It seems we have a blind eye to trash, and blank treeless parking lots and rundown buildings. Of course, the rat’s nest of utility lines that need to go underground and hundreds of God awful signs really put an exclamation point to say, “Trashy streets are us”. Of course, El Dorado is certainly not the only town in the Natural State with crappy street scenes. Sure landscaping does cost a few bucks, but National Surveys have proven the money spent on trees or landscaping is paid back by increased business in the retail stores that line those streets. Now I know we’re not going to see a lot of painting and sprucing up along our ugly streets, but how about just planting some crepe myrtle trees? And for God’s sake, don’t chop them off every year. Crepe myrtle aren’t poodle bushes, they are trees that will get to be 30 feet tall, so, quit “crepe murder.”

But let’s get real. The reason we have such God-awful, bone-ugly streets in every town in the state is because we put up with those eyesores, and it’s not just city streets, it’s every median along our four lane highways. Those mowed highway median right-of-ways are just one step away from being a bare parking lot. You probably think our mowed right-of-ways are how right-of ways should look, but you would be wrong. When Louisiana, Texas, and even Mississippi start making our highways right-of-ways look bad, then you know we’re making Arkansas Highways the poster child for ugliness. We have hundreds of miles of highway medians where planting trees should be a priority instead of mow, mow, and of course you don’t ever have to worry about driving off the road and hitting a tree because the Highway Department clears way more right-of-way than needed.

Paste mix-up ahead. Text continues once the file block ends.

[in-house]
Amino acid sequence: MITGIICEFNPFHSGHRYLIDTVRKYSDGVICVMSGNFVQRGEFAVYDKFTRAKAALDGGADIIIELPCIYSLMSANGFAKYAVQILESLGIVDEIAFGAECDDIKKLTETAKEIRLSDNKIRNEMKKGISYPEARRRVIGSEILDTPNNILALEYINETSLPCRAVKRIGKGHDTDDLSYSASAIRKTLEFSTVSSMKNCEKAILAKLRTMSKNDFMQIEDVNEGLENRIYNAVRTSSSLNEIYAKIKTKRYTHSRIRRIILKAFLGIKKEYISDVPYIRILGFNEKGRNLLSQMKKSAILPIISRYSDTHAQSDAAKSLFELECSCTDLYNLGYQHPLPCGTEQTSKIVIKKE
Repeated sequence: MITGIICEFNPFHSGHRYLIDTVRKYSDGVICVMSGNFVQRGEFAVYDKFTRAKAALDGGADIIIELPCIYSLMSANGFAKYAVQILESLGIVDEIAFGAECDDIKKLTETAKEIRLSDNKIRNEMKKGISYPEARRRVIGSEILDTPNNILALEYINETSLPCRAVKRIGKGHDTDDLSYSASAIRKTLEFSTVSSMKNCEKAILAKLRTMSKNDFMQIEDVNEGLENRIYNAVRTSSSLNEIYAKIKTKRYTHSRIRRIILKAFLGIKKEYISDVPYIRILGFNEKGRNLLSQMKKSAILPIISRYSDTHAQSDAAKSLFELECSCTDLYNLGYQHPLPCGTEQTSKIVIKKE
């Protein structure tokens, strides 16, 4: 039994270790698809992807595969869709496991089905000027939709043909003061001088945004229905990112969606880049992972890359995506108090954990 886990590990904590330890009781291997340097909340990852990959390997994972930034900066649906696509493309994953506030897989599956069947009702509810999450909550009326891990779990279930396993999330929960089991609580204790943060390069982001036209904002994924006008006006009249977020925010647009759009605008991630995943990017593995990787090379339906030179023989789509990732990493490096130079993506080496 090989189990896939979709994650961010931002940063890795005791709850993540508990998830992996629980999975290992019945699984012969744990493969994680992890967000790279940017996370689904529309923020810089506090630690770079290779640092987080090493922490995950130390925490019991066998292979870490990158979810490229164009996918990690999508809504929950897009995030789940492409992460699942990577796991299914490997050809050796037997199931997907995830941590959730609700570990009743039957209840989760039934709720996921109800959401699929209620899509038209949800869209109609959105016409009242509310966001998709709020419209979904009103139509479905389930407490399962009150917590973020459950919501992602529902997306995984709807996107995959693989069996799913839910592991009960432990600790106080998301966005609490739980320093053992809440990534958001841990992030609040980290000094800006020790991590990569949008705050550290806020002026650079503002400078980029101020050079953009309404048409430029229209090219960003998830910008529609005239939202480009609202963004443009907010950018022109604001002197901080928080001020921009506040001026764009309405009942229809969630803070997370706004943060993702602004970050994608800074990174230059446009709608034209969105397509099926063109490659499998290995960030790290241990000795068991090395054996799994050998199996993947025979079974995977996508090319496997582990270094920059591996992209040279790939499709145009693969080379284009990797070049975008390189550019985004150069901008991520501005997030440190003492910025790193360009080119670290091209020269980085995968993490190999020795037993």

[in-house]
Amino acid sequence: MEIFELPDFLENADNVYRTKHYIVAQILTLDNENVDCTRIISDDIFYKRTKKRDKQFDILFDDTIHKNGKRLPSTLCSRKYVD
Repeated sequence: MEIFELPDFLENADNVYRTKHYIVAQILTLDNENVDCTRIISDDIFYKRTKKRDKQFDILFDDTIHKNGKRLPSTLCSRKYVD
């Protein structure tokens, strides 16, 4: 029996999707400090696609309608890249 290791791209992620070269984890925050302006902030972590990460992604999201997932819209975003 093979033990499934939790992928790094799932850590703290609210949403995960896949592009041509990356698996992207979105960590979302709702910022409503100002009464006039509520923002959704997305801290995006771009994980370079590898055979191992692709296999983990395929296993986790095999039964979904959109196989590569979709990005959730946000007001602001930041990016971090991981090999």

Every state around us is into highway beatification more than we are, and we don’t measure up. My Lord, when Mississippi can say, “Well, we’re at least better than Arkansas,” you know we’re in the running to be last. Yes, I know we have a Highway Environmental Engineer, but he or she is like the President lying about Global Warming, as he or she lies, “We have beautiful highway right-of-ways.”

You know, maybe those men on the Highway Commission could use a woman to help with highway beautification, but I guess the Governor is saying “There are no qualified women to put on the Commission.” Or maybe he’s saying “This is a male only Commission.” or “Women don’t want to be on the Highway Commission.” Which is it Governor?

But let me just say this: a big atta-a-boy to the governor for putting a woman on the Game and Fish Commission. That only took a 100 years, so I guess one day one of the governor’s grandchildren will finally put a woman on the Highway Commission.